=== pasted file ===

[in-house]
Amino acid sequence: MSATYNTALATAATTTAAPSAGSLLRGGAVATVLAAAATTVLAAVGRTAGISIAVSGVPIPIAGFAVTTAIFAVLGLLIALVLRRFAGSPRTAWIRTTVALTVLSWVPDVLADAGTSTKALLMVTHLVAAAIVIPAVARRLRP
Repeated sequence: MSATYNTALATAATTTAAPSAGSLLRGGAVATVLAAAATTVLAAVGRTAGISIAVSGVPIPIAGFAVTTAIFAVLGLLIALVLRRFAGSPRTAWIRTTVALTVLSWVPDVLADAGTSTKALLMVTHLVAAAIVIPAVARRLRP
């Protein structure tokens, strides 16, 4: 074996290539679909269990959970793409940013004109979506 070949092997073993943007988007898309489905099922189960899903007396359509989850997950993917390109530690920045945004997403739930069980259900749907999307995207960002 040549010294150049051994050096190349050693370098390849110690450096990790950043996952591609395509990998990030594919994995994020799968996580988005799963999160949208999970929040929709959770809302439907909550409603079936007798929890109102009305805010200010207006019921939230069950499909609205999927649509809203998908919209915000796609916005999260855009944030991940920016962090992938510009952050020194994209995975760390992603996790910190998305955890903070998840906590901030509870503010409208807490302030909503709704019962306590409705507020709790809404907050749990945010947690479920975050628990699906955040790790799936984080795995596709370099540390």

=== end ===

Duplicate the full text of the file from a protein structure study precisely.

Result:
[in-house]
Amino acid sequence: MSATYNTALATAATTTAAPSAGSLLRGGAVATVLAAAATTVLAAVGRTAGISIAVSGVPIPIAGFAVTTAIFAVLGLLIALVLRRFAGSPRTAWIRTTVALTVLSWVPDVLADAGTSTKALLMVTHLVAAAIVIPAVARRLRP
Repeated sequence: MSATYNTALATAATTTAAPSAGSLLRGGAVATVLAAAATTVLAAVGRTAGISIAVSGVPIPIAGFAVTTAIFAVLGLLIALVLRRFAGSPRTAWIRTTVALTVLSWVPDVLADAGTSTKALLMVTHLVAAAIVIPAVARRLRP
């Protein structure tokens, strides 16, 4: 074996290539679909269990959970793409940013004109979506 070949092997073993943007988007898309489905099922189960899903007396359509989850997950993917390109530690920045945004997403739930069980259900749907999307995207960002 040549010294150049051994050096190349050693370098390849110690450096990790950043996952591609395509990998990030594919994995994020799968996580988005799963999160949208999970929040929709959770809302439907909550409603079936007798929890109102009305805010200010207006019921939230069950499909609205999927649509809203998908919209915000796609916005999260855009944030991940920016962090992938510009952050020194994209995975760390992603996790910190998305955890903070998840906590901030509870503010409208807490302030909503709704019962306590409705507020709790809404907050749990945010947690479920975050628990699906955040790790799936984080795995596709370099540390």